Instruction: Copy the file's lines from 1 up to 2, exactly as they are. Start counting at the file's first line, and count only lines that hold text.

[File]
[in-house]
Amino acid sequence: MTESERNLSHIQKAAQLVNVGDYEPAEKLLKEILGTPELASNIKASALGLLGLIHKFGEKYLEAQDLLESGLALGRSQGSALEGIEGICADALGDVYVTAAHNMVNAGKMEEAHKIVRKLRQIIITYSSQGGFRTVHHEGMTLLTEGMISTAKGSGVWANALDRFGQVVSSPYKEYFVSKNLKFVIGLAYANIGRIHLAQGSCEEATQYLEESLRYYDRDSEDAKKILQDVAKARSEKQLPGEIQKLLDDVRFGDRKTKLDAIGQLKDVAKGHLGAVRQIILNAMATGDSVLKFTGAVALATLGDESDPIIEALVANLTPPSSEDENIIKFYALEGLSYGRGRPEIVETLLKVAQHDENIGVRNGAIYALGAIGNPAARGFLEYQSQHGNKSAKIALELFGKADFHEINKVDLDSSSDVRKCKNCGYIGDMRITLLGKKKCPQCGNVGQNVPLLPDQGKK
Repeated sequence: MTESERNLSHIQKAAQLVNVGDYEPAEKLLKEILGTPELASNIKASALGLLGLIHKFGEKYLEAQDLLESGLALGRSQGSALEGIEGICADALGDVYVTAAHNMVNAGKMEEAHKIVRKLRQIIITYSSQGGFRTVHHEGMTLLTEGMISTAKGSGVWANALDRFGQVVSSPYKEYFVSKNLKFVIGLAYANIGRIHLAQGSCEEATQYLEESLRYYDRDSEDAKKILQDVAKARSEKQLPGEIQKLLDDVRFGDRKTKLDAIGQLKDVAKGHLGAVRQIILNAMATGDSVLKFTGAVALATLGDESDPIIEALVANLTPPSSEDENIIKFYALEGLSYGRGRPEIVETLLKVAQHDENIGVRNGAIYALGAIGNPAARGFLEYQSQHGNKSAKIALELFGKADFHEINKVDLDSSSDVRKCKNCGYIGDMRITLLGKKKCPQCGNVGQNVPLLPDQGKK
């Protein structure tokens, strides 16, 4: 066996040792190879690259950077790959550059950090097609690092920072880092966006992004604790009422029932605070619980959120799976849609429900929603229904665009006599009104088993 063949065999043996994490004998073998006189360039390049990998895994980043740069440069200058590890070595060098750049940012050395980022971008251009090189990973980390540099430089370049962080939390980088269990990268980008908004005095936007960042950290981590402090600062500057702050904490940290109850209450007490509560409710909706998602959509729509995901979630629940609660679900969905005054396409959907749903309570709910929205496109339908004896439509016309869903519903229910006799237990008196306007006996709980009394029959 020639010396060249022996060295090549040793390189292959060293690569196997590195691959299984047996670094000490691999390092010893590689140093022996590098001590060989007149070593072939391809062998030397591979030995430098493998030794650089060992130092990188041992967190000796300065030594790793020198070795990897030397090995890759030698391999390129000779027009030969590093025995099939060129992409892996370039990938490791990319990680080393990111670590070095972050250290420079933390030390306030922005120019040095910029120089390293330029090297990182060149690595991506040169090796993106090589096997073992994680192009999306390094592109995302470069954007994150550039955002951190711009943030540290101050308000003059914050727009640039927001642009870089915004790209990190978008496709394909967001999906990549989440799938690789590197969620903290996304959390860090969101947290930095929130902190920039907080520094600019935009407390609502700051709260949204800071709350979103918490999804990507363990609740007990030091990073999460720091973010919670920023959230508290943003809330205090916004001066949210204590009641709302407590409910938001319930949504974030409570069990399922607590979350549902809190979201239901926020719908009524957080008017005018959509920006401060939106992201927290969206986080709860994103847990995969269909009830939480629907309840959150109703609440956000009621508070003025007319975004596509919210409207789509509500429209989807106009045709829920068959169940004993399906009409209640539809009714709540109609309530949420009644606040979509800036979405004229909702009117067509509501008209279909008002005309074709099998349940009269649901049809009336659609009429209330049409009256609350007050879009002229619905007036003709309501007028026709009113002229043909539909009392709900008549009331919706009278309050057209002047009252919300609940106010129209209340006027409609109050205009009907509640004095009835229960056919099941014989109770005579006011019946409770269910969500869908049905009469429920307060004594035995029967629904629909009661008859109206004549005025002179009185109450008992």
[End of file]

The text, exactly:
[in-house]
Amino acid sequence: MTESERNLSHIQKAAQLVNVGDYEPAEKLLKEILGTPELASNIKASALGLLGLIHKFGEKYLEAQDLLESGLALGRSQGSALEGIEGICADALGDVYVTAAHNMVNAGKMEEAHKIVRKLRQIIITYSSQGGFRTVHHEGMTLLTEGMISTAKGSGVWANALDRFGQVVSSPYKEYFVSKNLKFVIGLAYANIGRIHLAQGSCEEATQYLEESLRYYDRDSEDAKKILQDVAKARSEKQLPGEIQKLLDDVRFGDRKTKLDAIGQLKDVAKGHLGAVRQIILNAMATGDSVLKFTGAVALATLGDESDPIIEALVANLTPPSSEDENIIKFYALEGLSYGRGRPEIVETLLKVAQHDENIGVRNGAIYALGAIGNPAARGFLEYQSQHGNKSAKIALELFGKADFHEINKVDLDSSSDVRKCKNCGYIGDMRITLLGKKKCPQCGNVGQNVPLLPDQGKK